But the Blogs do have this, as the trash leave! As they drop away, it becomes 'quieter', and I have perhaps and audience of 1 and 1/2! (Loney sought an ideal audience of 1...but recall that Loney and Ted are not exactly wonderful friends these days and we know the way Comrade Loney went...


3:59 pm  
Anonymous Scott said...

try this twitter feed out richard, a real fave of mine at present

4:14 pm  
Blogger Richard said...

One thing that used to happen to me was, because I got up so early on a Saturday morning to go to the K Road Market, the effect, was sleep defficiency, and I didn't realise it so much at the time, but it affects a person to the extent that he or she is kind of "drunk". Now I would get on the POETICS list, and rave on (with this new toy called a computer) for pages, as I still do somewhat, but I did it more, and errors and all would be sent across time and space. Once I praised a woman poet, but had another message, this I sent, and the fatigue-"drunkeness" meant it was full of spelling and grammatical errors, but I couldn't retrieve it! The woman thought I was taking the piss and was really upset, and wouldn't listen to my apologies.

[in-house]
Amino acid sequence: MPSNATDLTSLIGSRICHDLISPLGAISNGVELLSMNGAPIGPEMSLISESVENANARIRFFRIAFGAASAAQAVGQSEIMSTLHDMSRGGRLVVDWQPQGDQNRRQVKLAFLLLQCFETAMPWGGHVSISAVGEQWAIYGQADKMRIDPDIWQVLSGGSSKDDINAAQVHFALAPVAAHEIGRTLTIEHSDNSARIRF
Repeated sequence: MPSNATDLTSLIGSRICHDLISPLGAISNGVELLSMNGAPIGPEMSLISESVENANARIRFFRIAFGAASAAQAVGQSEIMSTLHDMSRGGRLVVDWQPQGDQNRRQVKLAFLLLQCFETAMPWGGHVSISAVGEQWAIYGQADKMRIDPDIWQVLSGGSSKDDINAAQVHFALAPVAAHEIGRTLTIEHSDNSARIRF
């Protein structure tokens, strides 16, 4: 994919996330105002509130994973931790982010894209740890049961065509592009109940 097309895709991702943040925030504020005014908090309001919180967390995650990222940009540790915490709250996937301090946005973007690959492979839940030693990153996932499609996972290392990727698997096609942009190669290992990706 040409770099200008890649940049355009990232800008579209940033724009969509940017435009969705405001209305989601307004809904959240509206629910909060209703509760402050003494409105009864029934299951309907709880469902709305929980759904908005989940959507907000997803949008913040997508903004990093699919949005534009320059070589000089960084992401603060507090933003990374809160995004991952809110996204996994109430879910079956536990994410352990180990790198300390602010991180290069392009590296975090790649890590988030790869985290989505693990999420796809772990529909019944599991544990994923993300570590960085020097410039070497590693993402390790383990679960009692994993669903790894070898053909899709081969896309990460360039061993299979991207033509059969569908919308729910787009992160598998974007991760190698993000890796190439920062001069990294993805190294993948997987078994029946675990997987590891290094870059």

Strangely though, one of the chiefs, quite an interesting writer and poet, used to email me and tell me how much he enjoyed my long rambling posts! He sent me about 50 poems by modern Turkish poets, translated into English. I will know his name if I look it up. He was Turkish-American and possibly part Jewish.

The reason I left that was because there were so many adverts for readings etc that had no relevance to me, and not enough conversation, or the conversations were one-sided. That sort of thing also goes on on a chess site I belong to.

The "page" on Fischer has several hundreds of pages of people arguing the toss. And there are many many others. There are pages devoted to politics, sports, and one under a chess-players name, where his games are, called the Odd Lie, which is amusing. It is amazing the crooks and crannies people climb into in this world and the internet is no exception...

But there is the problem of the 'Internet Effect', and Cyber Rage: and much else.